BEMIDJI -- The first two of ten scheduled state legislative debates took place virtually Monday night.

In a forum hosted by Lakeland PBS, in partnership with the Bemidji Pioneer, Northern Community Radio and the Brainerd Dispatch, candidates for Minnesota Senate District 2 and Minnesota House District 2B squared off.

In the House race, incumbent Rep. Steve Green, R-Fosston debated DFL candidate David Suby, and in the state senate race, incumbent District 2 Sen. Paul Utke debated DFL candidate Leonard “Alan” Roy. A scheduled debate between Minnesota House District 2A Rep. Matthew Grossell, R-Clearbrook and candidate Jeremiah Liend, DFL-Bemidji, was canceled last minute due to a conflict.

Debates were moderated by Bethany Wesley with panel questions coming in from Dennis Weimann of Lakeland News, Matthew Liedke of the Bemidji Pioneer and Heidi Holtan of Northern Community Radio.

MN Senate District 2: Paul Utke (R), Leonard Alan Roy (DFL)

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Utke hails from Park Rapids and assumed office in 2017. He serves on the following committees: Commerce and Consumer Protection Finance and Policy Committee, the Human Services Reform Finance and Policy Committee and the Jobs and Economic Growth Finance and Policy Committee. Prior to his election in 2016, he was a small business owner and worked for Mack Truck dealers.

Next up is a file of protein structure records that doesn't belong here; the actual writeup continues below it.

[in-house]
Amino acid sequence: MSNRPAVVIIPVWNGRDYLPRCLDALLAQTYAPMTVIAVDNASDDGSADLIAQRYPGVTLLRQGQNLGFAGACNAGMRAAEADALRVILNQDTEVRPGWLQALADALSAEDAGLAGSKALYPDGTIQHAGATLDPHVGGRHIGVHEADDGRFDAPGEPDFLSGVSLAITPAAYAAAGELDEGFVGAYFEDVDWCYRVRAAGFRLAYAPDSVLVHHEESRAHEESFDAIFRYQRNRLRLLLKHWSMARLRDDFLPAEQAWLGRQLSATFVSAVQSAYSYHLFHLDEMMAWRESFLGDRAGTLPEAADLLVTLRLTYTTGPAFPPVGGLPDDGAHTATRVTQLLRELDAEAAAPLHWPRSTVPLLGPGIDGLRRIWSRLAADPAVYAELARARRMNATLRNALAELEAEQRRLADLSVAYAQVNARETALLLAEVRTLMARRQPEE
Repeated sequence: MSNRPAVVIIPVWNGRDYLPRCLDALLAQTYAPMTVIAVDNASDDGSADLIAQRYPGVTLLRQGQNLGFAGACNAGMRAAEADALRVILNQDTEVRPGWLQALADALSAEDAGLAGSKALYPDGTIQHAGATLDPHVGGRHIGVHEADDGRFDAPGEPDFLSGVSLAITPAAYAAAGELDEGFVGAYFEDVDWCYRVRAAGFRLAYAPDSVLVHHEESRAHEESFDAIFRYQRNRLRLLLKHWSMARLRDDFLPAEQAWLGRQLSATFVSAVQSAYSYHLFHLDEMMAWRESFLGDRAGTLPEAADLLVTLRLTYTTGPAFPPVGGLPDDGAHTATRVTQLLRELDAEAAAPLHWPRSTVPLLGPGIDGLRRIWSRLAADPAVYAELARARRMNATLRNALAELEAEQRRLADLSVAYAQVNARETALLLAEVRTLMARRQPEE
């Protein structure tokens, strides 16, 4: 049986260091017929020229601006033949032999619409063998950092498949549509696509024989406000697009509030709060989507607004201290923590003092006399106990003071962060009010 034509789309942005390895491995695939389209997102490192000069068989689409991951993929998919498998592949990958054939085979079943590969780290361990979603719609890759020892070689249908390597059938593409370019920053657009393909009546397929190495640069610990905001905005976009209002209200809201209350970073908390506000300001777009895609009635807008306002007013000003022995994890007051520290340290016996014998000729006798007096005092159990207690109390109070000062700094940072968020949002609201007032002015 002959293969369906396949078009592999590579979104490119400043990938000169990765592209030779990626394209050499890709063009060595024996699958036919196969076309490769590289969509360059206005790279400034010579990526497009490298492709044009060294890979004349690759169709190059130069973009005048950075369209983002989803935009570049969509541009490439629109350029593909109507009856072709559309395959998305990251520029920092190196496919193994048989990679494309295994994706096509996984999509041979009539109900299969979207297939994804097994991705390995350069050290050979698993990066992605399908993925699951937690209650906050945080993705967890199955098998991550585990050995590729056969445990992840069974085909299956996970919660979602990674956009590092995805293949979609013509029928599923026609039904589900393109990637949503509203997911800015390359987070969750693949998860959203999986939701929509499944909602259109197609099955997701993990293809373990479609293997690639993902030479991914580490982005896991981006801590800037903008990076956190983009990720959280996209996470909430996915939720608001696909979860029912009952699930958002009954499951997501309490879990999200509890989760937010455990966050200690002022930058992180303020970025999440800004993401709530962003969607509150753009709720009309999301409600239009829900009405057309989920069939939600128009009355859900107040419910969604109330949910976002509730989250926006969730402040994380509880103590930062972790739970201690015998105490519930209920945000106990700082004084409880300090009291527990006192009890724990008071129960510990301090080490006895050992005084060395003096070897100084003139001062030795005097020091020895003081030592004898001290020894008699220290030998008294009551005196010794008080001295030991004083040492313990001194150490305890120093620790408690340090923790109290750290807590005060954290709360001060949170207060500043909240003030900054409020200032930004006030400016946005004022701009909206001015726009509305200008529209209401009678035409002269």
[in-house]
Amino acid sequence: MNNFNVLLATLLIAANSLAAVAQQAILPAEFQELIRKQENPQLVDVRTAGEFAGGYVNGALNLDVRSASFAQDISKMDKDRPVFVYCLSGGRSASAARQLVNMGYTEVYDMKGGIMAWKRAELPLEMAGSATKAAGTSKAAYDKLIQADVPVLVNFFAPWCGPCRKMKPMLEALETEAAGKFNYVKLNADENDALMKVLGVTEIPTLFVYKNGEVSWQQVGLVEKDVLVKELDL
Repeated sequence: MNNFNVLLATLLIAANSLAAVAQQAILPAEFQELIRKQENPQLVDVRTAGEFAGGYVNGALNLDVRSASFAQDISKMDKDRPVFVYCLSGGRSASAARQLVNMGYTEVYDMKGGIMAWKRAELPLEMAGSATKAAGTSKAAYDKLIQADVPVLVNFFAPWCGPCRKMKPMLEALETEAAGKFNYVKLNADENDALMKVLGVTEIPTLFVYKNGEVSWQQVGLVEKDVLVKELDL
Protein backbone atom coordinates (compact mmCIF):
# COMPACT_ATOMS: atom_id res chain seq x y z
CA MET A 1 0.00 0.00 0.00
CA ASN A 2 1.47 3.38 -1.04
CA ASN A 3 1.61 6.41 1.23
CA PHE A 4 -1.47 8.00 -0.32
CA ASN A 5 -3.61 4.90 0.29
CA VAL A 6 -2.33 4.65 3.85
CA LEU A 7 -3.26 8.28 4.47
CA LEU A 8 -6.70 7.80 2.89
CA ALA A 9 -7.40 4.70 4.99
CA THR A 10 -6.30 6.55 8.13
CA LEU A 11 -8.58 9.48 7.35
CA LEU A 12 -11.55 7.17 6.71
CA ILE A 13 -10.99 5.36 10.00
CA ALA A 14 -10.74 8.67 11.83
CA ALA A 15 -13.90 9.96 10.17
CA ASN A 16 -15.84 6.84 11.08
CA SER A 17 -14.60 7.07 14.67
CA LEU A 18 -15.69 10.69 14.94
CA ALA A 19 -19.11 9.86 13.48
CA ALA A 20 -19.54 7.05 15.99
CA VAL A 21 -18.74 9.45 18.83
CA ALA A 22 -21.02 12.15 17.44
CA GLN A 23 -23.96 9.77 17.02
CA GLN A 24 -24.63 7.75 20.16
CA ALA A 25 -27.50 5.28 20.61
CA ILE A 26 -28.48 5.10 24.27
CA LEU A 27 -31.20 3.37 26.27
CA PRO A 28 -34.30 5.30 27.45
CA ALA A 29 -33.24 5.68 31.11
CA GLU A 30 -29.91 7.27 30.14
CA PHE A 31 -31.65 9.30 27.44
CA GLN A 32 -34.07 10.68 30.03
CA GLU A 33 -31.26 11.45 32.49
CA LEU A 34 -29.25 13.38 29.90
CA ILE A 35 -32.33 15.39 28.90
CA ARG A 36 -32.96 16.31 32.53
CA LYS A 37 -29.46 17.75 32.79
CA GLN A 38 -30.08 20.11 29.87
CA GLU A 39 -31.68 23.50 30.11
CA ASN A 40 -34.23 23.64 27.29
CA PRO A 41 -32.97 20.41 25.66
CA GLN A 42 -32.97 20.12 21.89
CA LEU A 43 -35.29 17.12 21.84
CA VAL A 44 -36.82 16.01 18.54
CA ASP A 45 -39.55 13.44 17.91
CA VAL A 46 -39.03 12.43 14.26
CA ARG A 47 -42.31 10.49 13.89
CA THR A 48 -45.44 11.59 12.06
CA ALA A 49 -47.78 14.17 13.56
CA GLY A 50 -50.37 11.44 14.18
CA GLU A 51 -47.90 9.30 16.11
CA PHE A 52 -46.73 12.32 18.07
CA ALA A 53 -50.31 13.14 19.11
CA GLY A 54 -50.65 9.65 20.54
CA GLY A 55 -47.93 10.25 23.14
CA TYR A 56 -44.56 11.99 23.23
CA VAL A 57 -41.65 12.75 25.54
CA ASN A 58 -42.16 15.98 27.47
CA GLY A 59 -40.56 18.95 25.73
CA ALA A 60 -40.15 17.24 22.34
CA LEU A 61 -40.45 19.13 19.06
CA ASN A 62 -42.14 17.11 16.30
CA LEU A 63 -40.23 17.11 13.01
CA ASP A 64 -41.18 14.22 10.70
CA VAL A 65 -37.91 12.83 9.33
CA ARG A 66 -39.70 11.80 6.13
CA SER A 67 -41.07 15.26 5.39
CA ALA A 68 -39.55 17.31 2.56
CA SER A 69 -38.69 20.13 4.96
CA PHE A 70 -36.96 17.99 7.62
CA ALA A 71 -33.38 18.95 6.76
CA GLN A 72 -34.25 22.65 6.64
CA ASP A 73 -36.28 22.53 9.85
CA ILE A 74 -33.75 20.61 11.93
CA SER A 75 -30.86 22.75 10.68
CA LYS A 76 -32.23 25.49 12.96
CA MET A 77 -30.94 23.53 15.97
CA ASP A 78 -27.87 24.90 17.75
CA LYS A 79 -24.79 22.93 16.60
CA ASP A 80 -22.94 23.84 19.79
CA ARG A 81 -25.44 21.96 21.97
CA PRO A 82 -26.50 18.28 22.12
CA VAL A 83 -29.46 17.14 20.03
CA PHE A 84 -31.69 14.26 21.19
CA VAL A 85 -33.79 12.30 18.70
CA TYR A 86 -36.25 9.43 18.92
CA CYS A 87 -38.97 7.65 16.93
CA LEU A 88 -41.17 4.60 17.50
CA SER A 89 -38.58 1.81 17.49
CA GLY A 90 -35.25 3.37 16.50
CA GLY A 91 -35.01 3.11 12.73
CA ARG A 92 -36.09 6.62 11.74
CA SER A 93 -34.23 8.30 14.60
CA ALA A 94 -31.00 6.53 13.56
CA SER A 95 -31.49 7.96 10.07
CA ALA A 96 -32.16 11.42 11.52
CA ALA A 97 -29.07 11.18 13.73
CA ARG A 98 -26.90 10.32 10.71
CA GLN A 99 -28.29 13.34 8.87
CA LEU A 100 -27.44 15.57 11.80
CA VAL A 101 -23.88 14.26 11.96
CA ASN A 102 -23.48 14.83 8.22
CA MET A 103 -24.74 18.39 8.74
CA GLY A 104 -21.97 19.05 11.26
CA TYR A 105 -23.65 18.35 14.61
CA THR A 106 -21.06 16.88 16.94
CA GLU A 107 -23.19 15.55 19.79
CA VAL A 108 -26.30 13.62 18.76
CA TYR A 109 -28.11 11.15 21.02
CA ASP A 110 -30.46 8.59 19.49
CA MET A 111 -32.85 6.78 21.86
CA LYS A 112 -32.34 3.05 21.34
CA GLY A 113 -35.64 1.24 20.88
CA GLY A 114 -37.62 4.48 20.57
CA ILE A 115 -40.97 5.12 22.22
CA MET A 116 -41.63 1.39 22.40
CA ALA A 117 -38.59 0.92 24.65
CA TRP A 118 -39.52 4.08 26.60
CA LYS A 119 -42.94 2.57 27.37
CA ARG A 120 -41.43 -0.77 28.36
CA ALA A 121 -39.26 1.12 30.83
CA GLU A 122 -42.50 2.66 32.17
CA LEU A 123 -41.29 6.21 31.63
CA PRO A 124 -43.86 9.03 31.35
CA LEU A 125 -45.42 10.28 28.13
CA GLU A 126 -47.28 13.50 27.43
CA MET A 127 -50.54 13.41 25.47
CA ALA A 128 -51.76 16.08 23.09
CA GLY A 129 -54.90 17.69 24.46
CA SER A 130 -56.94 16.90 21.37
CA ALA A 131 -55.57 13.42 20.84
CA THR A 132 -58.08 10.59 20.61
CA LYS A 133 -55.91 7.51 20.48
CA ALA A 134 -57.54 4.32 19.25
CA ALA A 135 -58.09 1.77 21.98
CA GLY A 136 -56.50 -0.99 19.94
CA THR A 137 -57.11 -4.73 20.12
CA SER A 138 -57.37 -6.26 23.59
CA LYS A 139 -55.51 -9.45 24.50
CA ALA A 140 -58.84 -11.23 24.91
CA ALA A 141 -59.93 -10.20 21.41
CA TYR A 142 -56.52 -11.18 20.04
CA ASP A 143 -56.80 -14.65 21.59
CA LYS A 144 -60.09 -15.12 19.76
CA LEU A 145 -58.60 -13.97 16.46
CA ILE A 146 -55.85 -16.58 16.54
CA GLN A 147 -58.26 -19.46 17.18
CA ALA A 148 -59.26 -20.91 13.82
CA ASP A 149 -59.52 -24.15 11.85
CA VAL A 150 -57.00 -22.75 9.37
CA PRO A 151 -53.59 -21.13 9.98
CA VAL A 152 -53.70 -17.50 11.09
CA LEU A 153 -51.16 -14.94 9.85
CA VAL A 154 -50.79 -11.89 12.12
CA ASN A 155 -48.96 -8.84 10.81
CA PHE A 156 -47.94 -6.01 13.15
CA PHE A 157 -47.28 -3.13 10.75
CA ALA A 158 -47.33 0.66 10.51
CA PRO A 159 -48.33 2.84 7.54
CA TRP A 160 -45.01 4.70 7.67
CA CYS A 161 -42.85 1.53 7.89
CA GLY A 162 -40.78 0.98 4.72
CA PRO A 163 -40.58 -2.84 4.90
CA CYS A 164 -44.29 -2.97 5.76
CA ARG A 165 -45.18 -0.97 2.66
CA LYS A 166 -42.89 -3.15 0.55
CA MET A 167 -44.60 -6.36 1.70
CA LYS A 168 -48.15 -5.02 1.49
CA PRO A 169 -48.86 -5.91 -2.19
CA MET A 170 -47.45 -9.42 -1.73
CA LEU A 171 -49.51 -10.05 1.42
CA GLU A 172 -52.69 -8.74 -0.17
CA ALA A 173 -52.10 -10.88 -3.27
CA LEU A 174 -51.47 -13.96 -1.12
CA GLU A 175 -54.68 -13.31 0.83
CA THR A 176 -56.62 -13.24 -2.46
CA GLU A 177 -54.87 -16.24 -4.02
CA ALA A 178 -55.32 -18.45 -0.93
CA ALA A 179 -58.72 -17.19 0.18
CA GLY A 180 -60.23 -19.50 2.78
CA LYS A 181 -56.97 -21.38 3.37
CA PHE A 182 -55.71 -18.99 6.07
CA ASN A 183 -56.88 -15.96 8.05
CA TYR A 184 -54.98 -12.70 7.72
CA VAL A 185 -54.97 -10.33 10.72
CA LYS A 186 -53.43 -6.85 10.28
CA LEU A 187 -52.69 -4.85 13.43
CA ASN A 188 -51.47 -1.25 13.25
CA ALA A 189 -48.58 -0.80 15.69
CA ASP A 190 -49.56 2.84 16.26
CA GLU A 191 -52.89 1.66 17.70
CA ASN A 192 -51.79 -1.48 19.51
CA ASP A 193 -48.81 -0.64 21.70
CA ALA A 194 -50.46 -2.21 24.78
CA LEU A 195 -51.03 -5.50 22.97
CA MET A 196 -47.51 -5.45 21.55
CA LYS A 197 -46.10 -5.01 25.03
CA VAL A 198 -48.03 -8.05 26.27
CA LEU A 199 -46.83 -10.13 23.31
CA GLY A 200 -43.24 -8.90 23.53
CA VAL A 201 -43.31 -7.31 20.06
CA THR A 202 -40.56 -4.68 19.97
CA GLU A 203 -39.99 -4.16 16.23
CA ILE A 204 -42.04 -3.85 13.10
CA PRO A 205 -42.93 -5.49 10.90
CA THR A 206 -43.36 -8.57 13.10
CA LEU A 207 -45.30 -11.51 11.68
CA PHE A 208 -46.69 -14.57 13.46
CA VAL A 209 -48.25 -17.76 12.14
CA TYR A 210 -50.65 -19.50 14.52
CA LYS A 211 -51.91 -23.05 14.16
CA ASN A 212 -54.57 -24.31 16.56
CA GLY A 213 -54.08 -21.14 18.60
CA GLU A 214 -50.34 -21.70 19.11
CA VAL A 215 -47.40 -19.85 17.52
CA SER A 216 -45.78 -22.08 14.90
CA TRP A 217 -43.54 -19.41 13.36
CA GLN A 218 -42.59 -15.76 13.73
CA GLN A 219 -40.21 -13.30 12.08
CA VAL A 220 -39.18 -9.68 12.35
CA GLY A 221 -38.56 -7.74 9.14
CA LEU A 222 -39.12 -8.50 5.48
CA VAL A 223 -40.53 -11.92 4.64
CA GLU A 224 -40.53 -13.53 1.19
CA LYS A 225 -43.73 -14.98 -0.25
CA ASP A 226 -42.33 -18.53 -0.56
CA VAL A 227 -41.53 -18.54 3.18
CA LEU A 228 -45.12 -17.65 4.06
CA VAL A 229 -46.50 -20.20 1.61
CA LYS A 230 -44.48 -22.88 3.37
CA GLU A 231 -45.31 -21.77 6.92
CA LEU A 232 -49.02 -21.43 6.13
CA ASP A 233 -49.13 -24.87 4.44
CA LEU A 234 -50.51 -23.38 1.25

Roy is currently the secretary and treasurer for the White Earth Nation, where he is also a resident. Roy earned a master's degree in public affairs from the Humphrey School of Public Affairs at the University of Minnesota. He is also a U.S. Army veteran and still drills as a reservist in the U.S. Army Reserve.

Questions for the two centered around COVID-19, disparities in healthcare, Walz’s emergency powers, Bemidji water infrastructure, media relations and police reform.

Coronavirus situation